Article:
Why Choosing Optimism Can Help in Your Life With a Chronic Illness
OK, let’s just get this out of the way. A lot of things kind of suck right now, right? There’s a global pandemic, which has left many of us feeling scared and vulnerable. There has been a resurgence of protests surrounding the Black Lives Matter movement after the murder of George Floyd. And while the protests are targeting reform on police brutality, many protestors have been victims of extreme force and violence coming from the police. The economy is tanking (as one would expect with most businesses shut down or reduced for safety) and many working folks are still laid off.
So, if you weren’t already stressed before (because, you know, we kind of live with chronic health problems) you almost certainly are now. So, how can we chose optimism and staying positive when the world seems like such a scary and dark place right now?
There are many benefits to viewing the world with an optimist’s attitude. Many studies have shown that optimists tend to liver longer, have fewer health problems, and handle stress more efficiently. But, on that note, being an optimist does also require you to be a bit of realist too. If you consistently try and tell yourself you can do something when you know you can’t (like me, when I tell myself I’m fine to go out on a hot day knowing damn well I can’t handle the heat) you will waste your time and energy on a fruitless search and mostly likely frustrate yourself in the process.
So, while we can’t simply just smile and pretend that everything is OK, we should try and do our best to put a positive spin on things. Stuck at home during the quarantine? You’re safe at home and doing your part to help protect the vulnerable. Mad about the protests? They are a natural by-product from the need to change, and positive changes are indeed happening. Scared about getting sick? You’re doing everything in your power to stay healthy.
But how can we apply this to our everyday lives, especially when it comes to our health? Personally, I used to be really upset that I wasn’t able to work a traditional 9 to 5. For me, that was the most glaring and obvious reminder that I was different than everyone else, and it made me feel like a failure. But, instead of looking at it like I “can’t” have a job, I think about all the kinds of work I do in other ways. I get to cook and clean for my wife, who always appreciates me taking care of things she might otherwise overlook. I get to spend time with the best pets in the world (totally not biased or anything). And, I feel much more fulfilled in my work because I feel like I’m good at what I do, it’s an appropriate workload, and I get to help others. If I was still working in a call center and not focusing on freelancing, I wouldn’t have any extra energy to have fun with my wife either, which used to be a major complaint from her! Now, I have the energy to go out to dinner or shopping, something that makes her incredibly happy.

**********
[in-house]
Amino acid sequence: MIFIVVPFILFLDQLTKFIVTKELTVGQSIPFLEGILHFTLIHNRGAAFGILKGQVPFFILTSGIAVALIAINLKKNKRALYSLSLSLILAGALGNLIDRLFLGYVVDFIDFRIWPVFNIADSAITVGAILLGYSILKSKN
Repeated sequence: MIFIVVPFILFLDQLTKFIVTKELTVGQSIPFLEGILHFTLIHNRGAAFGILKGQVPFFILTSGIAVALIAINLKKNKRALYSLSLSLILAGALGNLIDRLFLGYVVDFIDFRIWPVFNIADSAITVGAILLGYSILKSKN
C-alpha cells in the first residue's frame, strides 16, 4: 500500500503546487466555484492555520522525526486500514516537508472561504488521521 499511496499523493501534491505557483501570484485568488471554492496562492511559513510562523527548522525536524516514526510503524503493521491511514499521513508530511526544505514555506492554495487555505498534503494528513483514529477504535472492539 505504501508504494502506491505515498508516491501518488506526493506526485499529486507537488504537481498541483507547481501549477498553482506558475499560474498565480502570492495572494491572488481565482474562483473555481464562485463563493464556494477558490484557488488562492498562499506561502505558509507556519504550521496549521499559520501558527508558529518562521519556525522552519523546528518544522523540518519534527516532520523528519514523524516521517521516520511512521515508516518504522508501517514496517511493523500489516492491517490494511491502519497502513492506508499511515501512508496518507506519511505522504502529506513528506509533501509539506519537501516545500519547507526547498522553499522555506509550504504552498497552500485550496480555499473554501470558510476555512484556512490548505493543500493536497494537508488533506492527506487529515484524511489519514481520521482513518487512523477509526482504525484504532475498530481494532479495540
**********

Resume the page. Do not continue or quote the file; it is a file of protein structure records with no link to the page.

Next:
One really good piece of advice I’ve also received it to use a gratitude journal to record all that you are thankful for. So, even if a situation is just crappy and you can’t see the positives, you have a written record you can look over and see the great things you currently have.
And, as always, practice makes perfect. You certainly can’t change overnight. So, if you find that you are still feeling negative thoughts or feeling sad, be gentle with yourself. Take a deep breath and evaluate why you feel that way. Meditate, journal and talk with a good friend or therapist to see if you can alter your view on the world.
Photo by Antonino Visalli on Unsplash